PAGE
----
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Elizabeth Jennings–British

Elizabeth Jennings(1926-2001) Like so many contemporary poets of her time, Elizabeth Jennings, attended Oxford, fell in love with poetry and soon began to write.  After graduation from St. Ann’s College—Oxford, Jennings became a librarian. Her first collection of poetry was published in 1953. Throughout her life Jennings published over 20 volumes of poetry. Linked with Kingsley Amis, Philip … Continued

Elizabeth Jennings(1926-2001)

Like so many contemporary poets of her time, Elizabeth Jennings, attended Oxford, fell in love with poetry and soon began to write.  After graduation from St. Ann’s College—Oxford, Jennings became a librarian. Her first collection of poetry was published in 1953. Throughout her life Jennings published over 20 volumes of poetry. Linked with Kingsley Amis, Philip Larkin and Thom Gunn, in a group known as “The Movement,” Jennings’ work stood out for its “unassuming technical craft and emotional restraint.” A practicing Catholic, Jennings is seen as having a spiritual nature. Throughout the 1960s she was hailed as one of the most popular English poets. Her work won her consistent praise and awards—The W.H. Smith Literary Award and the Somerset Maugham Award being two of the most significant. Jennings died in 2001.The Second World War The voice said ‘We are at War’ And I was afraid,for I did not know what this meant. My sister and I ran to our friends next doorAs if they could help. History was lessons learntWith ancient dates, but hereWas something utterly new,The radio, called the wireless then, had saidThat the country would have to be brave. There was much to do. And I remember that night as I lay in bed I thought of soldiers whoHad stood on our nursery floorHolding guns, on guard and stiff. But war meant bloodShed over battle-fields,Cavalry galloping. War On that September Sunday made us feel frightened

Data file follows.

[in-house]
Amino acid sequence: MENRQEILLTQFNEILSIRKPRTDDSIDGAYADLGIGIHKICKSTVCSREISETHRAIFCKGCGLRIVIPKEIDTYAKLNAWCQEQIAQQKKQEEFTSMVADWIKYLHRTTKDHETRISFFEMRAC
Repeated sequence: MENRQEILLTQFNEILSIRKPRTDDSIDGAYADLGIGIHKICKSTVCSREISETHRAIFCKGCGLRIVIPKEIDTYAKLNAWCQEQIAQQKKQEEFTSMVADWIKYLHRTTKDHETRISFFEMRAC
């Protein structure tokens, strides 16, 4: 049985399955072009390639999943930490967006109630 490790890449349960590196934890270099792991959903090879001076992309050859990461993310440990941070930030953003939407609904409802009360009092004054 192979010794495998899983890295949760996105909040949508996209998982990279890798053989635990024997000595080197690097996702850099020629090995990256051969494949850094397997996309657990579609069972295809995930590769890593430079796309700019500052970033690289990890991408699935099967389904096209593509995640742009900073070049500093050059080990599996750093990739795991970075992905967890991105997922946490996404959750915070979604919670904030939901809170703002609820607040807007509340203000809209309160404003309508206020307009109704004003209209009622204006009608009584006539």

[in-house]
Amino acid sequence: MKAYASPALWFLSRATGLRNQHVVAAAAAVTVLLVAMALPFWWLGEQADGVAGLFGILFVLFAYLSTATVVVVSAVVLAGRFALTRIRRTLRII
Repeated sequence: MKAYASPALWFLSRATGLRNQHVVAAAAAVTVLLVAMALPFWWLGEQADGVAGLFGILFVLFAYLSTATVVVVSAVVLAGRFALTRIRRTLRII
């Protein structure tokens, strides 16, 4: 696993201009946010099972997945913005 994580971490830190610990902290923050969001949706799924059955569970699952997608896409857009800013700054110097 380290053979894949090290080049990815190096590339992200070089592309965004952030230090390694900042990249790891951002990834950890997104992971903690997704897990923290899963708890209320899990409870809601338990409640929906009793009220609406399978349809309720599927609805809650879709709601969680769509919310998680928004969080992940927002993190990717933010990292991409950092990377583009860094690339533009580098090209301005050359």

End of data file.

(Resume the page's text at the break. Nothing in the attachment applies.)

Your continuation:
Of what our world waited for.

In Memory of Anyone Unknown to Me

At this particular time I have no one

Particular person to grieve for, though there must

Be many, many unknown ones going to dust

Slowly, not remembered for what they have done

Or left undone. For these, then, I will grieve

Being impartial, unable to deceive.

How they lived, or died, is quite unknown,

And, by that fact gives my grief purity—

An important person quite apart from me

Or one obscure who drifted down alone.

Both or all I remember, have a place.

For these I never encountered face to face.

Sentiment will creep in. I cast it out

Wishing to give these classical repose,

No epitaph, no poppy and no rose

From me, and certainly no wish to learn about

The way they lived or died. In earth or fire

They are gone. Simply because they were human, I admire.


      
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